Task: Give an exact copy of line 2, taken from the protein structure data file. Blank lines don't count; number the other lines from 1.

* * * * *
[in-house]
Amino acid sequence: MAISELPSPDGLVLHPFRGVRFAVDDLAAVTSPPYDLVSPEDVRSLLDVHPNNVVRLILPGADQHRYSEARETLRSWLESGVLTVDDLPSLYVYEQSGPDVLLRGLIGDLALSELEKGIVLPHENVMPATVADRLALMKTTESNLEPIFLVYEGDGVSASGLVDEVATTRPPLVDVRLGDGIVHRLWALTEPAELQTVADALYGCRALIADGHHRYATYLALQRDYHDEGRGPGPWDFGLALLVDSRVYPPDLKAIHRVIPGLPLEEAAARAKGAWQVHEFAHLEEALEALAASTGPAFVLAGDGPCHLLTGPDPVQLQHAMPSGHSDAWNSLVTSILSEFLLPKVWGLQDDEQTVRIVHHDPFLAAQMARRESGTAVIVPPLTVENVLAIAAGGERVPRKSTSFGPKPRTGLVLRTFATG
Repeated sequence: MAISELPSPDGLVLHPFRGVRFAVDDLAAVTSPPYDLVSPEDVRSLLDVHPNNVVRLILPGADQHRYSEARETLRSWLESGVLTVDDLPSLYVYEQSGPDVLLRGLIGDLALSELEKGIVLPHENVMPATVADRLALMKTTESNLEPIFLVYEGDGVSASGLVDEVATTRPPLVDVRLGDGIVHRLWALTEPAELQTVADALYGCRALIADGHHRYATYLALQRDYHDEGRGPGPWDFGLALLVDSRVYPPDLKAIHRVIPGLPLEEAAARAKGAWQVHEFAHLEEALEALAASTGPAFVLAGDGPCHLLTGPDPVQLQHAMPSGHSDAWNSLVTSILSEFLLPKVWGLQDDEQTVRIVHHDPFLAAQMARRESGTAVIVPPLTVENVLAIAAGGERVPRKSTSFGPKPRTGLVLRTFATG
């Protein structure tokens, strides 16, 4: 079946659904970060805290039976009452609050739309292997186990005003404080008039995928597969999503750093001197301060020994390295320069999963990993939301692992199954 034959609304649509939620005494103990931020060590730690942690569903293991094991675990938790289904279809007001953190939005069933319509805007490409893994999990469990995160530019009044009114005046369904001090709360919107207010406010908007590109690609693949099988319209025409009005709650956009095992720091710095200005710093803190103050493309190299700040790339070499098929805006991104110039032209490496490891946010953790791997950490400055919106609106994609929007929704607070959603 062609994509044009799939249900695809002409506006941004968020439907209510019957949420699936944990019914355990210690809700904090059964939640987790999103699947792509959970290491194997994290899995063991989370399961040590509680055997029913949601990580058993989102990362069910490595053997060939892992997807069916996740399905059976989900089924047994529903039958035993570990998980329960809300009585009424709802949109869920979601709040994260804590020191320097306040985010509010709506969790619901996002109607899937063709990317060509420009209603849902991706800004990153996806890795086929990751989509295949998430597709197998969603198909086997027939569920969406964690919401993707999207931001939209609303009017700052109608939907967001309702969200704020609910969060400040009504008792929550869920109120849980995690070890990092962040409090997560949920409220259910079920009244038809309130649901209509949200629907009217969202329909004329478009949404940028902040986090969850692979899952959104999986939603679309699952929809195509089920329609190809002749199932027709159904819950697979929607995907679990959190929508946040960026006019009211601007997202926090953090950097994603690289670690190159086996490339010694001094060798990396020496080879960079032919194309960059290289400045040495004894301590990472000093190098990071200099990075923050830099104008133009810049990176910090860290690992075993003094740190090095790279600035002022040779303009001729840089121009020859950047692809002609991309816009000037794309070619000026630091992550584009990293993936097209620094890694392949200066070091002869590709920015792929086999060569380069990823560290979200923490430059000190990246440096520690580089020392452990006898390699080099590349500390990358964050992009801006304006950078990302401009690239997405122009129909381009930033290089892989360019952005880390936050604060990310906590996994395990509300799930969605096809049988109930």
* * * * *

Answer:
Amino acid sequence: MAISELPSPDGLVLHPFRGVRFAVDDLAAVTSPPYDLVSPEDVRSLLDVHPNNVVRLILPGADQHRYSEARETLRSWLESGVLTVDDLPSLYVYEQSGPDVLLRGLIGDLALSELEKGIVLPHENVMPATVADRLALMKTTESNLEPIFLVYEGDGVSASGLVDEVATTRPPLVDVRLGDGIVHRLWALTEPAELQTVADALYGCRALIADGHHRYATYLALQRDYHDEGRGPGPWDFGLALLVDSRVYPPDLKAIHRVIPGLPLEEAAARAKGAWQVHEFAHLEEALEALAASTGPAFVLAGDGPCHLLTGPDPVQLQHAMPSGHSDAWNSLVTSILSEFLLPKVWGLQDDEQTVRIVHHDPFLAAQMARRESGTAVIVPPLTVENVLAIAAGGERVPRKSTSFGPKPRTGLVLRTFATG